And it’s in the cutting that Roeg and editor Graeme Clifford signal Laura’s disintegration, the way they collage together images of the here and now with suggestions of what’s to come, or of this world of solid mass with an alternative world which is just out of reach. Enter two sisters, one of whom can “see” the Baxters’ dead daughter. Enter a priest, too worldly by half. Exit Laura, to sort out some problem back home. And here, after much suggestion and foreshadowing, the film goes into its most famous sequence, as the entirely rational John starts chasing around the spookily empty Venice after a hooded figure in a red coat just like the one his daughter was wearing the day she died. There’s nothing overtly “horror” about this film; it doesn’t do “boo” scares or feature mad axe-wielding psychopaths. It works on the senses in a different way, insidiously, by suggestion, the film built shot by shot like some baroque fugue – themes are stated, restated with embellishment, echoed, reversed, until (ta daa) we reach the final reveal. Plot junkies won’t like the ending. It’s too abrupt, seems like too sudden a change of direction. Yet as Laura glides away with the two mysterious sisters on boat across the water – allusion to Greek mythology surely deliberate – surely it’s the best ending possible for a film that’s been about the boundary between the solid and the ethereal.

 

 

Why Watch?

 

  • Nicolas Roeg’s best film
  • Probably the most subtle gothic horror ever made
  • Perfect Donald Sutherland and Julie Christie
  • A masterclass in cinematography and editing

 

© Steve Morrissey 2014

 

 

Don’t Look Now – at Amazon

 

 

 

 

Mash

Donald Sutherland and Elliott Gould

An on-screen statement, put there at the behest of a nervous film studio, claims this film is about the goings-on at a field hospital during the Korean War. That statement apart, this is obviously a film about Vietnam, a war the Americans had already lost at home, if not yet out on the field of battle.

Now, decades later, from the other end of the countercultural telescope, Mash’s relentless portrayal of the military hierarchy as being overrun by charlatans and buffoons seems a bit old hat.

But the director making it had earned the right to his opinion. Robert Altman was a veteran of the Second World War who’d gone on to become a maker of industrial films, exploitation films and TV dramas. Unlike the other hotshot countercultural guys of the early 1970s – Lucas, Spielberg, Bogdanovich etc – Altman was no long-hair. He was 45 when he made Mash and, by the by, he had very little hair at all.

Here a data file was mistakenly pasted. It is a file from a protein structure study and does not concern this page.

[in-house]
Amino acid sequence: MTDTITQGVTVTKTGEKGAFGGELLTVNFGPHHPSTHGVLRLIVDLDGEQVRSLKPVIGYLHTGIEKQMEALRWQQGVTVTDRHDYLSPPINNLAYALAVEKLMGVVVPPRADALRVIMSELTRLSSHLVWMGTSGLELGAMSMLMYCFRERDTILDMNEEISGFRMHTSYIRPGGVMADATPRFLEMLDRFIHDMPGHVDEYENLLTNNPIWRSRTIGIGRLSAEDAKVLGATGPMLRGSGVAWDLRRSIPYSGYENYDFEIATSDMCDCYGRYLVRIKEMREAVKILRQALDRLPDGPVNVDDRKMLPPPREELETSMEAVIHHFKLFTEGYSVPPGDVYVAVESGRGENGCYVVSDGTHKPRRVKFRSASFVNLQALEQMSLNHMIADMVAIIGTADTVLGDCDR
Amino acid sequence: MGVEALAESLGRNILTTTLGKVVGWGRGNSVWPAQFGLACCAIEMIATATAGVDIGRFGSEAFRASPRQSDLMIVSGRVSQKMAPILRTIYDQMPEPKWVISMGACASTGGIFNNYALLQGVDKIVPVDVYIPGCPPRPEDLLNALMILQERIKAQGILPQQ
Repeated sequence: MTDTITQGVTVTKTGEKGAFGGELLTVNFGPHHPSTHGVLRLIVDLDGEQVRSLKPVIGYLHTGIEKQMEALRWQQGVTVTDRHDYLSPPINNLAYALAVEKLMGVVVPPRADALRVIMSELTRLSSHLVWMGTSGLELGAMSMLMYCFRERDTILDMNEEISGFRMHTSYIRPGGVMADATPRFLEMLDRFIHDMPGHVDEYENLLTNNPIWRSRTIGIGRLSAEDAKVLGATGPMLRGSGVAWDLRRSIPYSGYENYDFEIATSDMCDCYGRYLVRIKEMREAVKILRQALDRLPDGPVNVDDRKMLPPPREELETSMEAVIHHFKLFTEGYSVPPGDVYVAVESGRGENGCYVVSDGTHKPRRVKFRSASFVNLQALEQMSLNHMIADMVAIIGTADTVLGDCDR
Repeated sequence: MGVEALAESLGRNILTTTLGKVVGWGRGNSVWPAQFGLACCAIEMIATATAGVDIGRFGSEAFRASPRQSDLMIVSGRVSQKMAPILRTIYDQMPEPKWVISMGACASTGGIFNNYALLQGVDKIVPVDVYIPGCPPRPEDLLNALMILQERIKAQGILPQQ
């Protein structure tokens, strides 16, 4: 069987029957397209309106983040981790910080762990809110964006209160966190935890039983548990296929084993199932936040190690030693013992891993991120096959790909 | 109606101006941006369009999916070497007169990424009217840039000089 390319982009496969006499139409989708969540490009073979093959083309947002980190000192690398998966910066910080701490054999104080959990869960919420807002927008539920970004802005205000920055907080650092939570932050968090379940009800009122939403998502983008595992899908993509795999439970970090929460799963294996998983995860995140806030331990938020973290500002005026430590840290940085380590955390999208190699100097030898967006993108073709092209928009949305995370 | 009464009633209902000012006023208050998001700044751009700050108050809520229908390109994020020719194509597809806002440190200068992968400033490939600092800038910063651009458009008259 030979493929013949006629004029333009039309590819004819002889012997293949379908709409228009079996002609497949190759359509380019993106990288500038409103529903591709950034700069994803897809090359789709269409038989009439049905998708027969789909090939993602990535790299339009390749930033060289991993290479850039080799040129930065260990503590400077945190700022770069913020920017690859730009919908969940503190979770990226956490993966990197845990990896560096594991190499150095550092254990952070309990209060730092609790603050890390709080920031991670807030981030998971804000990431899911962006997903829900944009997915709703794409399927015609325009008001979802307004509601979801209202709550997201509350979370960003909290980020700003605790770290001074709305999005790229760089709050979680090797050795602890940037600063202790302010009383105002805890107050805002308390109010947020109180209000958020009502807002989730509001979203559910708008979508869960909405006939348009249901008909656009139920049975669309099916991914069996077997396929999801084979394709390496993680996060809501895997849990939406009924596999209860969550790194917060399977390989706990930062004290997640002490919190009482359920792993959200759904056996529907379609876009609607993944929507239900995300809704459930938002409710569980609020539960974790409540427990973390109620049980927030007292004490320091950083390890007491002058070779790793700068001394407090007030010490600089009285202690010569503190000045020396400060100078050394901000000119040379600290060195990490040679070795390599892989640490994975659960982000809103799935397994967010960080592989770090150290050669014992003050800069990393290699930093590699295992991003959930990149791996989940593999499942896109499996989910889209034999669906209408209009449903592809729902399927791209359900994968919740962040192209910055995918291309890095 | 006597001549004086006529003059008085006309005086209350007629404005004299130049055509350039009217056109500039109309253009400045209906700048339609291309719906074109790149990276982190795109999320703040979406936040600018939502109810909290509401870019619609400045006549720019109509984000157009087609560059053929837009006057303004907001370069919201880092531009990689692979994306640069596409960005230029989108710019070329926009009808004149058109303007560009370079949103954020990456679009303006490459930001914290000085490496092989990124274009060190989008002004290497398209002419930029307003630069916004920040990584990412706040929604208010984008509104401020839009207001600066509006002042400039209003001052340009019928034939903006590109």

This was his breakout movie and it sent its anti-authoritarian heroes – Elliott Gould and Donald Sutherland as the two brilliant army surgeons with specialisms in skirt and the cocktail olive – straight to the A list.

Made in the now-customary but then revolutionary style of laying story upon story, dialogue overlapping all over the place, it drops the audience right into the thick of the action and then lets them work out for themselves what’s going on.

It looks only a touch less naturalistic now than it did in 1970 – very few people are as witty as scriptwriter Ring Lardner Jr makes these guys look – but the brilliance of Altman’s film-making holds up.

Mash – watch it/buy it at Amazon

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© Steve Morrissey 2013


Don’t Look Now

Donald Sutherland in Don't Look Now

 

 

 

 

It seems an odd thing to say, but most films aren’t really that cinematic. Most films, you could close your eyes and follow them. Not so with Nicolas Roeg’s “arthouse horror”. Close your eyes and you’re lost. In fact, even with your eyes open, all is not as it appears. Take the infamous love-making scene played out between grieving parents Donald Sutherland and Julie Christie. It’s not the “were they doing it for real” question that marks it out as significant but the fact that Roeg keeps intercutting this ultimate example of living in the now with scenes from a few minutes later – when the duo are absent-mindedly getting dressed, ready to go out. This scene is emblematic of the film, which hovers between the here and the not-here, the what-they-are and the what-they’re-not. Look at what’s on offer – a loving couple whose marriage seems to be on the rocks; a recently dead daughter who appears to be popping up all over Venice, itself a city hanging between two states, the water and the sky. Then there’s the two weird sisters, one who sees (she’s clairvoyant) but doesn’t see (she’s blind); the crumbling church Sutherland is restoring, which hovers between existence and extinction; a man of the cloth who seems more worldly than any other character in the film – the examples go on and on. And they all add up to one of the most psychologically complex, visually distinctive horror movies ever made. Do look now.

© Steve Morrissey 2007

 

Don’t Look Now – at Amazon